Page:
There is no answer. The radiometric situation presented with the given data cannot occur, the theory cannot predict what would happen (it is outside the range of applicability). But according to your modification of the theory which removes the geometrical condition stated by Lambert's cosine law, yes, 1 / cos(45) = sqrt(2) would be the answer you would expect (for some definition of "expect") smile.png

0

Share this post


Link to post
Share on other sites

Thankyou smile.png Radiometry is a pig ... I'm going to think about something else for a few weeks ...

0

Share this post


Link to post
Share on other sites

Skytiger,

 

Let me clarify my post above. I'm not disagreeing with your math that radiance is higher as the emission area grows larger while the solid angle stays constant.

 

However we can't think of radiance physically in those terms, imagine a scenario where you have a spectroradiometer and you were calibrating a TV. On the TV you have a black screen with a picture of a small red square in the center emitting red light. If you point the spectroradiometer directly at the red square so the red square fills the view of your measuring device then you will get the full radiance. Now, if you start angling the gun closer to the tv so the red square still fills the view then the spectroradiomer will see more of the red square (because the area the gun sees is now larger) and the radiance will go higher. This would be expected (assuming the TV emits photons equivalently in all directions).

 

However, if you go past 45 degrees to 70 degrees and suddenly not all of the red square and some of the black part of the screen is seen by the spectroradiometer because the angle is so oblique then now the radiance will start to decrease.

 

If I was able to jam the spectroradiometer into the TV so its parallel to the red square the radiance would fall to 0 because it sees none of the red square.

 

What happens in our example is the solid angle that is subtended by our red surface element decreases, the flux decreases and the projected area decreases as the gun becomes more oblique to the TV and the radiance decreases to zero.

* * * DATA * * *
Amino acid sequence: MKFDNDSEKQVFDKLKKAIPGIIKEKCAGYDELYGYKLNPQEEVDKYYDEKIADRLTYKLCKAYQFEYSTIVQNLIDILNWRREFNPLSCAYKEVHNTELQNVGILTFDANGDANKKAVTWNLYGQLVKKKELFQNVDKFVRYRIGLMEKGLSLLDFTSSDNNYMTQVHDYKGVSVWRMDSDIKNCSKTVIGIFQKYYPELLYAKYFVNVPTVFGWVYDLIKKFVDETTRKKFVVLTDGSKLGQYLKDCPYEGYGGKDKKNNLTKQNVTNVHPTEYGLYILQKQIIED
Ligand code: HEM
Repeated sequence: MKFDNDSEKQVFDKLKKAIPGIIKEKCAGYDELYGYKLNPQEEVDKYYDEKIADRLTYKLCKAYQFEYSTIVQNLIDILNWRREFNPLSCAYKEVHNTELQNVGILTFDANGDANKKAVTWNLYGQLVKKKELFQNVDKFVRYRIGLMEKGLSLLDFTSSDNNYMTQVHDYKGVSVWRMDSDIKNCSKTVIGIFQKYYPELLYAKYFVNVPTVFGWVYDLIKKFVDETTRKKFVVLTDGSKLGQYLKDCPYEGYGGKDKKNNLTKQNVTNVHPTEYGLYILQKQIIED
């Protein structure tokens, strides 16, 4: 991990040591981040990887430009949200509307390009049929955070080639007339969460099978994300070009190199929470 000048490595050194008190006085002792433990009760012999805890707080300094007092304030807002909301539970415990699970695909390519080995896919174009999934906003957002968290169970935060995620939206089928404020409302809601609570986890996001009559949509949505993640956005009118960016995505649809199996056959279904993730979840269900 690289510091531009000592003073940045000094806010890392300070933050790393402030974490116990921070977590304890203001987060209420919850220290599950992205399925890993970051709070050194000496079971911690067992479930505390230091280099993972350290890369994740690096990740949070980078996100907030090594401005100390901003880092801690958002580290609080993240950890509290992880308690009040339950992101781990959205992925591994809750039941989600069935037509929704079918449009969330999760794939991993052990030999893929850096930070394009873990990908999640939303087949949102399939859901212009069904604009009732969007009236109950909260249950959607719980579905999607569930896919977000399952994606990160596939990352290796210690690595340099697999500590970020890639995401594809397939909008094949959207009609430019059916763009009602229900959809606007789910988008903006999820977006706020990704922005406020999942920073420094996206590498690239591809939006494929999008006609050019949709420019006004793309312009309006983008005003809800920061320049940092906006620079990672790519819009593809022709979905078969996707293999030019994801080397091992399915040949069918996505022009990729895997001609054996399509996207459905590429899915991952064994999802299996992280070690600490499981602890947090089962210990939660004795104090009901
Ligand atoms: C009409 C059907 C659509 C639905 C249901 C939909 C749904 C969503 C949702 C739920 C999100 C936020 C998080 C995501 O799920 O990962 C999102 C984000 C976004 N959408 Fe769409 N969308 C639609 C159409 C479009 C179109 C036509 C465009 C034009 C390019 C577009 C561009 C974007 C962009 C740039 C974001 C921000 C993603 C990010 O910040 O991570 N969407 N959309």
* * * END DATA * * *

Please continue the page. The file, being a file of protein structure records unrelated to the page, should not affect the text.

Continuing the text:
Edited by David Neubelt
0

Share this post


Link to post
Share on other sites

You are missing the concept of "brightness" which is "flux density"

Same number of photons/sec in a smaller area appears brighter

That is what the projected area term of the radiance equation is all about ...

0

Share this post


Link to post
Share on other sites

Also the radiance equation is only valid for theta [0,90)

between 0 degrees and LESS than 90 degrees

So interpolating between a valid value and an invalid value makes no sense

 

these are equivalent because at 90 degrees or greater the radiance equation doesn't apply at all

 

radiance = flux / cos(90)

radiance = flux / cos(180)

 

it makes no sense to ask "what is the radiance of a surface I can not see"

Edited by skytiger
-1

Share this post


Link to post
Share on other sites

However we can't think of radiance physically in those terms

 

You can't think of radiance "physically" because it is an abstract concept using differential calculus

 

So attempting to reason about radiance physically will never make sense ...

 

Instead you have to first measure the radiance and then convert it to a physical quantity such as flux or intensity

0

Share this post


Link to post
Share on other sites

Instead you have to first measure the radiance and then convert it to a physical quantity such as flux or intensity

 

And you believe that with this reasoning, your interpretation of radiance now makes sense and is physically plausible? Or are you just making a separate point here.

0

Share this post


Link to post
Share on other sites

This is no fun any more

 

My last friendly word on this topic is this:

 

You do not understand the concept of radiance

 

Mentally the concept of radiance has not "clicked" with you yet

 

Everything you need to understand radiance is in this topic

 

(The key is understanding "flux density" and the projected area term and isolating radiance from Lambert's cosine law term)

 

It took me 3 weeks of reading and rereading 50 articles on radiometry to reach my Radiance Epiphany

 

Which I am now enjoying ... as all my radiometric calculations now work ... I hope yours comes soon

 

Take care

0

Share this post


Link to post
Share on other sites

@Skytiger: Are you willing to share your list of links to all those articles you've read? :)

0

Share this post


Link to post
Share on other sites

Create an account or sign in to comment

You need to be a member in order to leave a comment

Create an account

Sign up for a new account in our community. It's easy!


Register a new account

Sign in

Already have an account? Sign in here.


Sign In Now
Sign in to follow this  
Followers 0